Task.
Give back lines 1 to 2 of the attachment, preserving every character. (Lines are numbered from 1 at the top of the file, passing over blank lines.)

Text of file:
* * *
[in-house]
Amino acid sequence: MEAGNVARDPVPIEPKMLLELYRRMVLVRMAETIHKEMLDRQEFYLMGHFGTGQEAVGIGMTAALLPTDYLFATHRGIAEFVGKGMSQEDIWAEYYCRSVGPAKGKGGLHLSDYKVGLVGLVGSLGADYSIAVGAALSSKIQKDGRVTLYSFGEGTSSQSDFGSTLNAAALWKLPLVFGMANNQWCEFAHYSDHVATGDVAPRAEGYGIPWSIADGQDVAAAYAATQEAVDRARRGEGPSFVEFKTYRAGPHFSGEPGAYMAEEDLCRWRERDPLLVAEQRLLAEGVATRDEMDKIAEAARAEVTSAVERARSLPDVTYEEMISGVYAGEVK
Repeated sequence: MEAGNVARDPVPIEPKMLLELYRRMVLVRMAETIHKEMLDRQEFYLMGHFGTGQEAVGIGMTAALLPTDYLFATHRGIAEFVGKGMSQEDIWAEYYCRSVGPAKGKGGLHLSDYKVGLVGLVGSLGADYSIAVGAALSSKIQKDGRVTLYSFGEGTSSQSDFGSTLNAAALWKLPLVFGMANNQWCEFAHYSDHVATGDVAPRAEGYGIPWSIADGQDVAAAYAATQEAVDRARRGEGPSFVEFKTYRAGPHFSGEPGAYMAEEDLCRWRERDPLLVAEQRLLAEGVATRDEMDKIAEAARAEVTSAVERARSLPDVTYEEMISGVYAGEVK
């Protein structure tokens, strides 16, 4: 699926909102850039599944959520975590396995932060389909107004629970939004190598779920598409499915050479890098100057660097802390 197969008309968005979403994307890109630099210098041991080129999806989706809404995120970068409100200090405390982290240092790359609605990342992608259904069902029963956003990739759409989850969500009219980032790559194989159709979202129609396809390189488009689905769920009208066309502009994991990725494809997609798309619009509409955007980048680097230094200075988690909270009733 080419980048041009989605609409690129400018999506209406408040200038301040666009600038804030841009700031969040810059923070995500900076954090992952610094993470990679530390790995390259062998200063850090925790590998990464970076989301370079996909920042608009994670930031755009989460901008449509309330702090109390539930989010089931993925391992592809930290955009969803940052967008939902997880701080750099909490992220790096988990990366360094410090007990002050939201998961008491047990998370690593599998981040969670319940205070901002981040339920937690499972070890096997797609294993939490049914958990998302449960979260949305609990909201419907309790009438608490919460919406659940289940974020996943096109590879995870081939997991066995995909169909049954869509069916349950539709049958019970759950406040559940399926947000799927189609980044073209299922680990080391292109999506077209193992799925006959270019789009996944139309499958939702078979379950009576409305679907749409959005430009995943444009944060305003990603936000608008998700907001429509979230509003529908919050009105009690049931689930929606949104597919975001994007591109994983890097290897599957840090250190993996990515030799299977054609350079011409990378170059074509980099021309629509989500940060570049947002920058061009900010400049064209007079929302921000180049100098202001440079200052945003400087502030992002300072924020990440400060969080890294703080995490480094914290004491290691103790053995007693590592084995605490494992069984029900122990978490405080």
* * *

[in-house]
Amino acid sequence: MEAGNVARDPVPIEPKMLLELYRRMVLVRMAETIHKEMLDRQEFYLMGHFGTGQEAVGIGMTAALLPTDYLFATHRGIAEFVGKGMSQEDIWAEYYCRSVGPAKGKGGLHLSDYKVGLVGLVGSLGADYSIAVGAALSSKIQKDGRVTLYSFGEGTSSQSDFGSTLNAAALWKLPLVFGMANNQWCEFAHYSDHVATGDVAPRAEGYGIPWSIADGQDVAAAYAATQEAVDRARRGEGPSFVEFKTYRAGPHFSGEPGAYMAEEDLCRWRERDPLLVAEQRLLAEGVATRDEMDKIAEAARAEVTSAVERARSLPDVTYEEMISGVYAGEVK